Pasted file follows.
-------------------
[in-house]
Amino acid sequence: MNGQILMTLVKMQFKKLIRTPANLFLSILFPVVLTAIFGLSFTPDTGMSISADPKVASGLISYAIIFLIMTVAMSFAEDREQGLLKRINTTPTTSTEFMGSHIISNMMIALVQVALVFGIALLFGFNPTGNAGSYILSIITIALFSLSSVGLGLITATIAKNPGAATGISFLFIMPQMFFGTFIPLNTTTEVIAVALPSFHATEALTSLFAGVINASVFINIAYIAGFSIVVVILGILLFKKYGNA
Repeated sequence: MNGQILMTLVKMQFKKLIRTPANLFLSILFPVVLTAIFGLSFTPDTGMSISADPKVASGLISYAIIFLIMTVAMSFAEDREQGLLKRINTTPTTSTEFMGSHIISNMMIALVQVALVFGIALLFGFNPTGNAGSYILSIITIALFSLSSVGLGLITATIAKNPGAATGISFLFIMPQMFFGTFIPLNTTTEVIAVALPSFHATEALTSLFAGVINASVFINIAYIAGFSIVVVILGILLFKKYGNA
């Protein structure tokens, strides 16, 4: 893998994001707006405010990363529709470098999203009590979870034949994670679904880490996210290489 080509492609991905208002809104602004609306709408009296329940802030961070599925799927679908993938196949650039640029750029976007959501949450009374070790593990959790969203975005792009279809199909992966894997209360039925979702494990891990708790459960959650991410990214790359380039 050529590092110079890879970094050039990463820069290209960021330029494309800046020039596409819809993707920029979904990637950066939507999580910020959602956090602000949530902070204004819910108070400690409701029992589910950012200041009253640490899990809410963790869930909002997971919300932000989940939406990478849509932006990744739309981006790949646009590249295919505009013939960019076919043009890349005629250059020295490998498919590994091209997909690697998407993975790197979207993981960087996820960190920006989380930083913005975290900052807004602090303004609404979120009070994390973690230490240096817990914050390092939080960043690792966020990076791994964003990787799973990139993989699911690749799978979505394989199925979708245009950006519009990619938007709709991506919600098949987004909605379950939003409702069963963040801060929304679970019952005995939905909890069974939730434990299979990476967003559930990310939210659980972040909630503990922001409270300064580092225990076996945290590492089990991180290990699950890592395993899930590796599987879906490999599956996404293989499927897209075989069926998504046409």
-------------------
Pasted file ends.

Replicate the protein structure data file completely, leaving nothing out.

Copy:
[in-house]
Amino acid sequence: MNGQILMTLVKMQFKKLIRTPANLFLSILFPVVLTAIFGLSFTPDTGMSISADPKVASGLISYAIIFLIMTVAMSFAEDREQGLLKRINTTPTTSTEFMGSHIISNMMIALVQVALVFGIALLFGFNPTGNAGSYILSIITIALFSLSSVGLGLITATIAKNPGAATGISFLFIMPQMFFGTFIPLNTTTEVIAVALPSFHATEALTSLFAGVINASVFINIAYIAGFSIVVVILGILLFKKYGNA
Repeated sequence: MNGQILMTLVKMQFKKLIRTPANLFLSILFPVVLTAIFGLSFTPDTGMSISADPKVASGLISYAIIFLIMTVAMSFAEDREQGLLKRINTTPTTSTEFMGSHIISNMMIALVQVALVFGIALLFGFNPTGNAGSYILSIITIALFSLSSVGLGLITATIAKNPGAATGISFLFIMPQMFFGTFIPLNTTTEVIAVALPSFHATEALTSLFAGVINASVFINIAYIAGFSIVVVILGILLFKKYGNA
């Protein structure tokens, strides 16, 4: 893998994001707006405010990363529709470098999203009590979870034949994670679904880490996210290489 080509492609991905208002809104602004609306709408009296329940802030961070599925799927679908993938196949650039640029750029976007959501949450009374070790593990959790969203975005792009279809199909992966894997209360039925979702494990891990708790459960959650991410990214790359380039 050529590092110079890879970094050039990463820069290209960021330029494309800046020039596409819809993707920029979904990637950066939507999580910020959602956090602000949530902070204004819910108070400690409701029992589910950012200041009253640490899990809410963790869930909002997971919300932000989940939406990478849509932006990744739309981006790949646009590249295919505009013939960019076919043009890349005629250059020295490998498919590994091209997909690697998407993975790197979207993981960087996820960190920006989380930083913005975290900052807004602090303004609404979120009070994390973690230490240096817990914050390092939080960043690792966020990076791994964003990787799973990139993989699911690749799978979505394989199925979708245009950006519009990619938007709709991506919600098949987004909605379950939003409702069963963040801060929304679970019952005995939905909890069974939730434990299979990476967003559930990310939210659980972040909630503990922001409270300064580092225990076996945290590492089990991180290990699950890592395993899930590796599987879906490999599956996404293989499927897209075989069926998504046409």